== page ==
forth from the chateau. The bus will leave the hotel at 5:30 pm, and return after dinner. If you
      want to spend more time here and arrive earlier, be aware the chateau closes to the public at 6
      p.m. and the gardens at 7 pm. For those interested, we have arranged a 90-minute tour in english
      of certain areas of the chateau exterior, interior and art collections, starting at 6:30 pm If you
      prefer to tour the vast grounds on your own, there is plenty to see and you are welcome to do
      that, however to see the interior after 6pm you must be with a guide.

       Starting at 7:45 pm, there will be drinks for about an hour, at which point the dinner will start.
      Dinner and drinks will take place in the Capitainerie restaurant in the 17th-century vaulted



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         kitchens of the chateau. (Chateau Chantilly and its kitchens were depicted in a recent movie
         starring Gerard Depardieu, Uma Thurman and Tim Roth. The movie, Vatel, is about the chef of
         the same name who worked and lived at Chateau Chantilly in the 17th century, and recreates
         some of the extravagant parties that were hosted here. Legend has it that in addition to creating
         for the first time a famous french whipped cream called Chantilly, this perfectionist chef
         committed suicide when the fish he needed for a dinner for King Louis XIV failed to arrive on
         time.) If you are driving on your own and arrive before 7 pm there is a parking lot to the right of
         the chateau. After 7pm you can drive through the front gates and park directly in front of the
         chateau.
Saturday, September 18
           5 p.m. The wedding ceremony will take place at the village church in Plailly, about a 15
         minute drive from Chateau d'Ermenonville. The church is in the center of town with attached
         parking and is hard to miss. (more detailed directions)

           Afterwards, there will be champagne and cocktails back at the chateau, followed by dinner
         and dancing. Typically, French weddings go late into the night and who are we to question local
         tradition? So try to save some energy for Saturday night's festivities.
Sunday, September 19
           Depending on your schedule and your condition, everyone is welcome to join us for a late
         breakfast the following morning (any time between 10am-1pm). Of course the hotel will still be
         serving their normal breakfast for the early risers, those needing to catch a plane, or those just
         needing some time alone. Then it's back to Paris for the happy couple.

           For those of you that just can't get enough, some of us are getting together back in Paris for a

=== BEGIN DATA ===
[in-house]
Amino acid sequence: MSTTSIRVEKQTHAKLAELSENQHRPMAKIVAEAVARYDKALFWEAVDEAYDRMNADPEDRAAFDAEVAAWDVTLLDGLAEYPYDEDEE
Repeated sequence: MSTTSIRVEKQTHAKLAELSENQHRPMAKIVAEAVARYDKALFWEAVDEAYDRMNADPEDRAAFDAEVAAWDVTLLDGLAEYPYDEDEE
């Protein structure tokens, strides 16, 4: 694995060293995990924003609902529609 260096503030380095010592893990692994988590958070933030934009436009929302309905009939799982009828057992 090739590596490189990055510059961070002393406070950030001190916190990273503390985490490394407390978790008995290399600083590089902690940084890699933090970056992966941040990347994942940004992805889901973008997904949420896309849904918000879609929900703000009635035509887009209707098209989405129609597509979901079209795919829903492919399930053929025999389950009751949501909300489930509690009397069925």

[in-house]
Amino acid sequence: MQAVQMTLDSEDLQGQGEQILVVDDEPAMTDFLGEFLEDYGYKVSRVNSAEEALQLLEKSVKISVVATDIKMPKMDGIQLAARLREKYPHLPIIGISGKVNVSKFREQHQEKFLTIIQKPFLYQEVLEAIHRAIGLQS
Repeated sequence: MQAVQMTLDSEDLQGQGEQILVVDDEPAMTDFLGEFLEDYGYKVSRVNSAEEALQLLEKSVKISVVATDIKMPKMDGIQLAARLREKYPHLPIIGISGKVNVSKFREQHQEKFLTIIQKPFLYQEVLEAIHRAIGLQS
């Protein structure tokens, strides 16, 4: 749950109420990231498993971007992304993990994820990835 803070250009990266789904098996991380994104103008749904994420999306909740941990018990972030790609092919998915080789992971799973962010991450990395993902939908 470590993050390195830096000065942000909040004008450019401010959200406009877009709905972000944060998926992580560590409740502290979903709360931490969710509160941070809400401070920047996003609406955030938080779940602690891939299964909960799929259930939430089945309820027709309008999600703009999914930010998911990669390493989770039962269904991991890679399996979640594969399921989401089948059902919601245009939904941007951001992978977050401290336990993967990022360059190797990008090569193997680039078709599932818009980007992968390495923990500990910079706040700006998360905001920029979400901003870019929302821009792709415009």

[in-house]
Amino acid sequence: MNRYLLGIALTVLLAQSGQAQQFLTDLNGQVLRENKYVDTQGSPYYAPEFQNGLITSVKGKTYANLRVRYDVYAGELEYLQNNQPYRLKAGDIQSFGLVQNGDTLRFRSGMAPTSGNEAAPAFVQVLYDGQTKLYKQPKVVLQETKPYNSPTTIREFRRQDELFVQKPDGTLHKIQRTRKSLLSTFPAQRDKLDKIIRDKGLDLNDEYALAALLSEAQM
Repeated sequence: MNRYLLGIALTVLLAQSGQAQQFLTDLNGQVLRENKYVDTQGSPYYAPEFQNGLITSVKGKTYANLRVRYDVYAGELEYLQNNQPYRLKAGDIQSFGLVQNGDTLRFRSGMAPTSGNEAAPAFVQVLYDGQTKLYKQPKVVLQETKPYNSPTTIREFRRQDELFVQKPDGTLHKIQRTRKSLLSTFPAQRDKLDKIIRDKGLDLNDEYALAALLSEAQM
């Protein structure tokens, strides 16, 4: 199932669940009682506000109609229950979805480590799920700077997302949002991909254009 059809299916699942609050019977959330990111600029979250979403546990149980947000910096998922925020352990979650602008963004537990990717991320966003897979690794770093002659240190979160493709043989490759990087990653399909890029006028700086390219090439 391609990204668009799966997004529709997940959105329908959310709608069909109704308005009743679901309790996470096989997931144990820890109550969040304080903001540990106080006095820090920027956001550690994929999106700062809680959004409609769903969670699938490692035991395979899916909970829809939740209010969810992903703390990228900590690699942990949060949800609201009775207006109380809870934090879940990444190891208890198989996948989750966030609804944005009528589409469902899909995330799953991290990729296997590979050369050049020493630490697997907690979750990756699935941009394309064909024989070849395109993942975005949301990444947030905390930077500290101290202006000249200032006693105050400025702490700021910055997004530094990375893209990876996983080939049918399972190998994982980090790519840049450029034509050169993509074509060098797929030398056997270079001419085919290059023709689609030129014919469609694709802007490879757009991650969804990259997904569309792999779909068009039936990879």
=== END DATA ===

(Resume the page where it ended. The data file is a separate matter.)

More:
small, casual survivors/stragglers dinner at our favorite steak/frites place on Sunday evening. It
         can get crowded and they don't take reservations. However if we all get there before 7:30, they
         promised to save a section for us. Let us know if you are interested as we need to give them a
         number a day or two in advance. The resaturant is called Relais de l'Entrecote and is located at 20
         rue St. Benoit in the 6th arrondissement. The nearest metro station is St. Germain-de-Pres (line
         4). A warning to the herbivores, they don't ask what you want, they ask how you want it as
         steak/frites is the only thing on the menu.

Day Trips Outside of Paris
There is plenty of stuff to do outside of Paris. Some of it can be done as a day trip, some of it needs a
bit more than a day. Here are some of the things we would recommend, with estimated travel times
from Paris. These are just the tip of the iceberg, so if you want more info or want to bounce some other
ideas off us, we're here to help.

Day Trips:
           Giverny - Home and gardens of Claude Monet. Where he painted the Japanese bridge and
            waterlily series. (1 hour by train + taxi)

           Versailles - Massive chateau of Louis XIV, 'L'etat, c'est moi.' Rich unsuccessfully tried to
            work that phrase into the wedding ceremony. (45 minutes by train)

A Bit Longer (but worth it):
           Burgundy - beautiful region with plenty of history, winemakers and great food. (3 hours
            by train, a bit more in a car)

           Champagne - rolling hills and vineyards, opportunities to visit the champagne houses, see
            how the bubbly is made, and most importantly taste the product. (a little over an hour by train,
            could theoretically be done as a day trip)

           Loire Valley - great area to visit with many beautiful chateaux, pretty countryside and also
            an underappreciated wine district. (about 3 hours by car)


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Christopher Back’s Paris Restaurant Recommendations
Our Friend and Discerning Diner Christopher Back Lists His Favorites on the Paris Dining Scene

"In French custom, it’s very bad manners to recommend something one has only heard about so if I
haven’t eaten there it’s not on my list."

Money No Object, but Worth It…
Guy Savoy ***
An elegant modern setting with some of the best food in Paris. Impeccable service that’s not stuffy. It’s
once in a lifetime expensive unless you’re on an expense account. 850+ for two with wine

Pré Catalan **
This is a delightful place for a long leisurely lunch. The restaurant is housed in a beautiful 19th century
home in the woods of the Bois de Bolougne. It’s like being a guest in the country house of your long-
lost haute borgeoise relatives. 800-1000 for four people with wine at lunch prix-fixe.